Book Review: Wilson Duff, Coming Back, a Life

Dave Flawse

Harbour Publishing
ISBN: 9781550179750
Hardback
6 in x 9 in – 360 pp
Publication Date: 28/05/2022

This review was also published in The Canadian Journal of Native Studies.

To appreciate Wilson Duff’s biography, you need not know who he was—Wilson Duff Coming Back, a Life is about more than just one man. People that knew Duff called him a genius. He had a mathematical mind and a poetic one. Consequently, his life, and by extension this biography written by Robin Fisher, reveals a mosaic of life-long learning.

Throughout Fisher’s 360-page odyssey you will glimpse depression-era Vancouver; examine air navigation and the mental strains of war; witness the evolution of anthropological studies; discover the history and theory of Northwest Coast Indigenous art; and be amazed at how Duff was a part of it all in his own, unique way.

Wilson’s daughter, Marine Duff, wanted someone to tell her father’s story in full to “replace the fiction and academic gossip” out there. Fisher agreed to take on the book because, “I simply think this is a story that needs to be told.” I agree with him here. Duff’s life (1925-1976) is full of rich intrigue in writings that influenced a generation of anthropologists, including Fisher himself.

Robin Fisher is the author of Contact and Conflict: Indian-European Relations in British Columbia, 1774-1890, one of the first BC books to provide an extensive analysis of Indigenous-settler history. The book was first published in 1977 by UBC Press and is one of the most successful academic titles in the province. That book arose from Fisher’s PhD dissertation at UBC where Duff was his supervisor. After seeing Duff’s comments on a paper, he realised Duff’s mind “was going in directions different than anyone else in the room.”

Fisher dedicated Contact and Conflict to Duff because he had such a huge influence on his thinking. Contact and Conflict covers up to the year 1890, and some have asked Fisher whether he would continue the history in a second volume. This biography, says Fisher, “might be seen to be a partial answer to that question.” However, reading Contact and Conflict is not a prerequisite to understanding Duff’s biography.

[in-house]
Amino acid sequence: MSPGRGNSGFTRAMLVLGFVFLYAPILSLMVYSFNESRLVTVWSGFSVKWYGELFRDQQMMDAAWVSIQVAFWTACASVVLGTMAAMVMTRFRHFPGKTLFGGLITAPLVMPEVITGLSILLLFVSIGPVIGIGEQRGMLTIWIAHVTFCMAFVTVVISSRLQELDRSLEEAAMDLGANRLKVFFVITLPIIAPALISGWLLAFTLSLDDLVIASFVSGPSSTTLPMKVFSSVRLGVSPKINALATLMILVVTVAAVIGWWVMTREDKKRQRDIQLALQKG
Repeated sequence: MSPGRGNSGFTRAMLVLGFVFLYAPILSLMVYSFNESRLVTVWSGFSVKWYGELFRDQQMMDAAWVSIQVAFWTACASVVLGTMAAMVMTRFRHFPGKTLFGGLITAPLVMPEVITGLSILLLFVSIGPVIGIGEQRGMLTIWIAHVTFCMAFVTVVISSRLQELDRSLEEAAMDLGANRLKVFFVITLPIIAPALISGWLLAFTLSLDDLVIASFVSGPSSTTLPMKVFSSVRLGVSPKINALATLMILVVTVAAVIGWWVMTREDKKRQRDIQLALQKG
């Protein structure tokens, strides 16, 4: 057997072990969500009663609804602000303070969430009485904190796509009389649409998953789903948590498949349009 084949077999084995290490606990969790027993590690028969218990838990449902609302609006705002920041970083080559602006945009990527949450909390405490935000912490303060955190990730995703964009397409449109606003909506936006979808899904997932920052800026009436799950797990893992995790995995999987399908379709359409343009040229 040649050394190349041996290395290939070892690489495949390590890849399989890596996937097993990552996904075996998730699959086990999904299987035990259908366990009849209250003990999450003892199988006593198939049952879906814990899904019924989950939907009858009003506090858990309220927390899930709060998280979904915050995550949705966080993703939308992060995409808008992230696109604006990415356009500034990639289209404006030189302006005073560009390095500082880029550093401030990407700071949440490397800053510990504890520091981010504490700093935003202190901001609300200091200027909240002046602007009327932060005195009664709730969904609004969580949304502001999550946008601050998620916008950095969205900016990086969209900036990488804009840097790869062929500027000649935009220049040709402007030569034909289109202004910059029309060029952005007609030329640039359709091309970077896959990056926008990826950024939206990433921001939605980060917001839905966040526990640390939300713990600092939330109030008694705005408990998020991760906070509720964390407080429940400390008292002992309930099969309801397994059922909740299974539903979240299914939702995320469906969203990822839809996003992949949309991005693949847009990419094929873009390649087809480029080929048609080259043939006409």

Through a concise and clear writing style, Fisher illuminates one of the great mysteries in this book: why did Wilson Duff take his own life? (One other mystery is the “Final Exam” which Fisher explains in detail, but I won’t spoil here.) We know from the beginning how his life will end, so, as a reader, I hung onto any mention of Duff’s mental state. Though that is only one aspect of this multifaceted story, it is ever lurking in the background.

The biography follows Duff’s life milestones in a neat chronological thread with chapter titles like Vancouver Boyhood, Learning Anthropology, Restoring Totem Poles that clearly tell the reader what to expect. The more obscure chapter titles like I, the Navigator and Negative Spaces offer some of the book’s most unexpected moments. The former is a glimpse at WWII Canadian bomber crews in India, where Duff lived on a base and attacked Japanese positions in Southeast Asia. As a squadron lead navigator on a Lancaster bomber, Duff was not only responsible for getting his plane over enemy territory and back, but all the planes in his squadron—he was 19 years old.